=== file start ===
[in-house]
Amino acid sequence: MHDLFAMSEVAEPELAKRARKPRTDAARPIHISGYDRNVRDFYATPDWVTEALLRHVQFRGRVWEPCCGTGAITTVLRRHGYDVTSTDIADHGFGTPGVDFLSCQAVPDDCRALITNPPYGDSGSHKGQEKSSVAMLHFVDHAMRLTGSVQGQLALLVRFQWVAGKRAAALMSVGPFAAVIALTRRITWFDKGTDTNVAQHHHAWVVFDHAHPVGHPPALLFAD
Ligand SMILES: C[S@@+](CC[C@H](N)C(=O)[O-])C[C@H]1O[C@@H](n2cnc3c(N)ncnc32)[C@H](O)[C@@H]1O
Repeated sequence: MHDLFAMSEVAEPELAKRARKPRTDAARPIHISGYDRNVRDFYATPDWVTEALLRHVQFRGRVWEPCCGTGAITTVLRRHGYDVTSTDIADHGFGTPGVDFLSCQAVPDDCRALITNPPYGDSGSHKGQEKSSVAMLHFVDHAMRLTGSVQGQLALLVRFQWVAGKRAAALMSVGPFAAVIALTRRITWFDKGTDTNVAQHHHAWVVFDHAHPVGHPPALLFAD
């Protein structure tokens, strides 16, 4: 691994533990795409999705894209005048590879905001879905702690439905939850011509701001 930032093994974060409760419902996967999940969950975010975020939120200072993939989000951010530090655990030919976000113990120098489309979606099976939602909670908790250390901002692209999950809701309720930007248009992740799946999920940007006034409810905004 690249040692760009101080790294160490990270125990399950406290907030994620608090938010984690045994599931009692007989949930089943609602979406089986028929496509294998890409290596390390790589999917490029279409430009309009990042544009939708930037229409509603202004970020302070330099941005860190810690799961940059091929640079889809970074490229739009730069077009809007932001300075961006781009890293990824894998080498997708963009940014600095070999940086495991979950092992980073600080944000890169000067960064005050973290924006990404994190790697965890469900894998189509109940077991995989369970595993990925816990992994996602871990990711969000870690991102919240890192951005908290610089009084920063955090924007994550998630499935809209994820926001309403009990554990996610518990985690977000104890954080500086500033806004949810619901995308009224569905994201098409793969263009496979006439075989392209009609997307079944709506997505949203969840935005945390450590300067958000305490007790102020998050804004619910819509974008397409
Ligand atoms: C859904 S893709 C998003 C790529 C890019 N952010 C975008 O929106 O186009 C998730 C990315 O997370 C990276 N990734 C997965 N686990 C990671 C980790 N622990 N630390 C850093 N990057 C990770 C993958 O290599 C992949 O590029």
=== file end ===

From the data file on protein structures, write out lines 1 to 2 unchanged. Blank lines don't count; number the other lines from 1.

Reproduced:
[in-house]
Amino acid sequence: MHDLFAMSEVAEPELAKRARKPRTDAARPIHISGYDRNVRDFYATPDWVTEALLRHVQFRGRVWEPCCGTGAITTVLRRHGYDVTSTDIADHGFGTPGVDFLSCQAVPDDCRALITNPPYGDSGSHKGQEKSSVAMLHFVDHAMRLTGSVQGQLALLVRFQWVAGKRAAALMSVGPFAAVIALTRRITWFDKGTDTNVAQHHHAWVVFDHAHPVGHPPALLFAD